rriving in Shanghai at the end of our 14 week trip through China was a respite from the chaos and a fantastic end to our China adventure. Having battled spitting swarms of Chinese people throughout the country, arriving in the modern, state of the art train station was like being beamed on to another planet. Looking around I felt the same way Dorothy must have felt when she first arrived in the Land of Oz, wide-eyed and amazed. Public transport was simple and the people were as helpful as the munchkins, which made getting around almost as easy as following the yellow brick road.
Where do I begin with the praise for Shanghai? It is the largest city in China and the largest metro area in the world, yet remains shockingly clean. This may not sound like a huge feat, but if you have ever seen crowds of Chinese people you would understand why it is so hard to keep the streets spotless. All the spitting, indiscriminate throwing out of trash and the complete disregard for any kind of cleanliness leads to clogged sewers and horrible smells throughout the rest of China. But not in Shanghai, the streets are buffed to a shine and I didn’t experience any vomit inducing smells walking down the streets.
Shanghai is also the most westernized city in China. Shanghai’s basketball team produced NBA sensation Yao Ming, the Grand Theater gets musicals such as Cats and you can buy cheese. We even went to an Italian buffet in Shanghai, what a treat! Beyond the creature comforts of Western ways we enjoyed conveniences such as faster internet, better signage and more English speakers. The influence of the West also brought larger shopping malls, taller buildings and excellent public transport (well, I can’t necessarily attribute all those things to the west, they were appreciated nonetheless).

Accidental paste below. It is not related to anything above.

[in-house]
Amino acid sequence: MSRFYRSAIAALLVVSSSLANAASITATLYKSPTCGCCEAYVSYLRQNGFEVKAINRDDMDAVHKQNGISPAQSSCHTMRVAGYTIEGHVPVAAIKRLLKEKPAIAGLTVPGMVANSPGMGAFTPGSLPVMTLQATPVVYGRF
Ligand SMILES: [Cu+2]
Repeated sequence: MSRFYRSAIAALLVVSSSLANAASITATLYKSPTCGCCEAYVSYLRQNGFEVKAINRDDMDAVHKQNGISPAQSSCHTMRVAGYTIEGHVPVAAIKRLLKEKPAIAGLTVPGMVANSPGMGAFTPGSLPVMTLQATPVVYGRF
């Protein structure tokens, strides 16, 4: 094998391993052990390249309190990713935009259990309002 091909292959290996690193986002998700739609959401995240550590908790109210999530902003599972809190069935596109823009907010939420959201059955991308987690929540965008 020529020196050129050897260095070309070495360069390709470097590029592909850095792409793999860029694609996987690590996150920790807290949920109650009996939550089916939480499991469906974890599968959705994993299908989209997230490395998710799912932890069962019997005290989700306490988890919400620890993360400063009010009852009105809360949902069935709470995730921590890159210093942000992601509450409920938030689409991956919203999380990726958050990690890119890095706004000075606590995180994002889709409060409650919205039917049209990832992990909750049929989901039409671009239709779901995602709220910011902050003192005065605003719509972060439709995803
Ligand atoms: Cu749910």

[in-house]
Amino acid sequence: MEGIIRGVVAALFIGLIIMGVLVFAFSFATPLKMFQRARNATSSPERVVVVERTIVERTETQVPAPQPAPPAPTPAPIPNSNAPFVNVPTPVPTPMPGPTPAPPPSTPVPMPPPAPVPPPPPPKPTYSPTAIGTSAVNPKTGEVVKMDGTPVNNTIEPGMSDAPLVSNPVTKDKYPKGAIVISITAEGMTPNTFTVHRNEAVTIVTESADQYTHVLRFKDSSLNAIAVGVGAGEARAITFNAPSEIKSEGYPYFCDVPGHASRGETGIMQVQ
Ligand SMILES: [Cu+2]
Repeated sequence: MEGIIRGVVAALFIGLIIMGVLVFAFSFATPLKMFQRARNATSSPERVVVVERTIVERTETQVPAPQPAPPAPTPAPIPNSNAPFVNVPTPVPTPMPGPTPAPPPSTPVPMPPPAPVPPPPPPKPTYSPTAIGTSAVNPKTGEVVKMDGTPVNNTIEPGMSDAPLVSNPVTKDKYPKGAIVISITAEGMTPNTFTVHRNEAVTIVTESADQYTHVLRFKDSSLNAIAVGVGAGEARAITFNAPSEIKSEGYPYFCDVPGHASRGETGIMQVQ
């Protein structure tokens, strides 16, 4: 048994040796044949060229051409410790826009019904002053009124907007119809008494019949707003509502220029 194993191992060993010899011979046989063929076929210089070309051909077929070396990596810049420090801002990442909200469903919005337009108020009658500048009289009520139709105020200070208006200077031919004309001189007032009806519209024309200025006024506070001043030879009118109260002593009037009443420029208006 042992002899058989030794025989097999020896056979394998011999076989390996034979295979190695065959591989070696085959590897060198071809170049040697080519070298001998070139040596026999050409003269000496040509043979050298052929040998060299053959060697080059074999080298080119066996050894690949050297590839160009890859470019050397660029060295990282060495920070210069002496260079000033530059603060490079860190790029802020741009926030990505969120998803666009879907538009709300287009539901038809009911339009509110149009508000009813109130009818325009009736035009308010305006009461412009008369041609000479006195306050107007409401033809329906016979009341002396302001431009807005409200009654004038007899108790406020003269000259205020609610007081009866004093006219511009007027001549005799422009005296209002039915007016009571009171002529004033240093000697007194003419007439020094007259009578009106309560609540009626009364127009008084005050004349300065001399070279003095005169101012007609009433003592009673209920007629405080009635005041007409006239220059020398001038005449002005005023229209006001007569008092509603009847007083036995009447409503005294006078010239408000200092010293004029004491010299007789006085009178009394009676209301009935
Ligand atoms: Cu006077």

Besides being clean and westernized, which I cannot emphasize enough how much we appreciated these two things, Shanghai is also a fabulous city. Many travelers told us that it wasn’t worth spending more than three days maximum and offered only a short list of attractions. However, we found ourselves very comfortable in Shanghai and were happy to stay for a week and had no trouble filling our time. If you only have three days for Shanghai, below is what I would recommend.
50 Moganshan Arts District
I really enjoyed the art scene in Shanghai, we visited 50 Moganshan Arts District, which featured cutting edge Chinese artists expressing themselves in a variety of mediums. There were unique paintings, excellent photographs and all the artists were happy to chat about their work.
The French Concession features many boutique shops and art galleries as well as trendy cafes. My favorite area is Taikang Lu, which is an arts and crafts enclave that has developed from a renovated residential area in the French Concession.The tree lined streets and the cafes in this area provide a great place to refresh and put your feet up as you peak into the many stores and alleyways.
The street and storefronts themselves provide for great photos, but you will also find plenty of places to bring home a souvenir. If it is shopping you are looking for Shanghai is your city and Nanjing Road East is your best bet. You can get everything from Gucci to ethnic garb. Nanjing Road will satisfy your needs for any major label you might be seeking as well as plenty of offers for the knockoffs.If you are seeking more than boutiques and Bulgari there are plenty of more historic places and museums to spend your time.